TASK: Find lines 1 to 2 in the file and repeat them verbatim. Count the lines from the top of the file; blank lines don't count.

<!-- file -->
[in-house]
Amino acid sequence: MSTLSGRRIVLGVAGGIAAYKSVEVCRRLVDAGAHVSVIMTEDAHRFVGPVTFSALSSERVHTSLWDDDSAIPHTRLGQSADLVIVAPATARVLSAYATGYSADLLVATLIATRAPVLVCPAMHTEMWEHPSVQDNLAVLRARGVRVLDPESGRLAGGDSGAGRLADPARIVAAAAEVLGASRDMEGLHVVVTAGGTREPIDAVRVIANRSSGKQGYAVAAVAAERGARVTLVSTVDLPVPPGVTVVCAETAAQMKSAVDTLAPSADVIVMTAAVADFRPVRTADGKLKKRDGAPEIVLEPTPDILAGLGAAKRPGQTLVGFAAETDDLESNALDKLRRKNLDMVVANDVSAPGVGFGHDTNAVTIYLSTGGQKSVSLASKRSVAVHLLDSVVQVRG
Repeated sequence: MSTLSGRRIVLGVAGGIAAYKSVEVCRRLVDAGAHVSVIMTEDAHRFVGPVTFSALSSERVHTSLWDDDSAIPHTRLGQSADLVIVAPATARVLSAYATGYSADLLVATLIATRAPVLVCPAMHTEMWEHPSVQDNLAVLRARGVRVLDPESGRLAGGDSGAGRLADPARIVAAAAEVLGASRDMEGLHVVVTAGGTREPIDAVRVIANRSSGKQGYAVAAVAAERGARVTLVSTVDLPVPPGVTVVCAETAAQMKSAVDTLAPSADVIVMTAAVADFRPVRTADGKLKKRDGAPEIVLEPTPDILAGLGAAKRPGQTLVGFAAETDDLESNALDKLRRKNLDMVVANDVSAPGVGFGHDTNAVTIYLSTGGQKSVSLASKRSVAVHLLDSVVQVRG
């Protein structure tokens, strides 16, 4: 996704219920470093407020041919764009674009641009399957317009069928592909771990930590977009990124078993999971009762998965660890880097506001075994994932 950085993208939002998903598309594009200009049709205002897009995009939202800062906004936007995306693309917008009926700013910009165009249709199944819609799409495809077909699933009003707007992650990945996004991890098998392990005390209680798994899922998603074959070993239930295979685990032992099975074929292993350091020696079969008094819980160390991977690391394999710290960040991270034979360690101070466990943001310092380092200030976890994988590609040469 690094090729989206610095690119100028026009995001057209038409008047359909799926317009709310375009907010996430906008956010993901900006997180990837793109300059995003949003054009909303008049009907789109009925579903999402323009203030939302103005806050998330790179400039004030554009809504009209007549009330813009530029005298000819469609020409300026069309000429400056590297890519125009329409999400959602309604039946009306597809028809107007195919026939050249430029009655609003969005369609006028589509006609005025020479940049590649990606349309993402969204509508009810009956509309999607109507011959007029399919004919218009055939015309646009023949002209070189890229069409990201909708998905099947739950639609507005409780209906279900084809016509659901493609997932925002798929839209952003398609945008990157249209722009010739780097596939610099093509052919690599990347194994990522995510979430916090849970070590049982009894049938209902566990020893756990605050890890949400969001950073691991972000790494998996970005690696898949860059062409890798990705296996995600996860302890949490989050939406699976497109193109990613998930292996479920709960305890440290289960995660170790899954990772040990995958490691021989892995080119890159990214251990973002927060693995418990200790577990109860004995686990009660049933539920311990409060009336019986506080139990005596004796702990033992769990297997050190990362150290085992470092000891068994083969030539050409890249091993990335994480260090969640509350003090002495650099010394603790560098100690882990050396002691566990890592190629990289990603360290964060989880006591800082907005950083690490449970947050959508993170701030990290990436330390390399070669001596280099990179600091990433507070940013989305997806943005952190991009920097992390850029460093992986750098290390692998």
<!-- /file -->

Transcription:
[in-house]
Amino acid sequence: MSTLSGRRIVLGVAGGIAAYKSVEVCRRLVDAGAHVSVIMTEDAHRFVGPVTFSALSSERVHTSLWDDDSAIPHTRLGQSADLVIVAPATARVLSAYATGYSADLLVATLIATRAPVLVCPAMHTEMWEHPSVQDNLAVLRARGVRVLDPESGRLAGGDSGAGRLADPARIVAAAAEVLGASRDMEGLHVVVTAGGTREPIDAVRVIANRSSGKQGYAVAAVAAERGARVTLVSTVDLPVPPGVTVVCAETAAQMKSAVDTLAPSADVIVMTAAVADFRPVRTADGKLKKRDGAPEIVLEPTPDILAGLGAAKRPGQTLVGFAAETDDLESNALDKLRRKNLDMVVANDVSAPGVGFGHDTNAVTIYLSTGGQKSVSLASKRSVAVHLLDSVVQVRG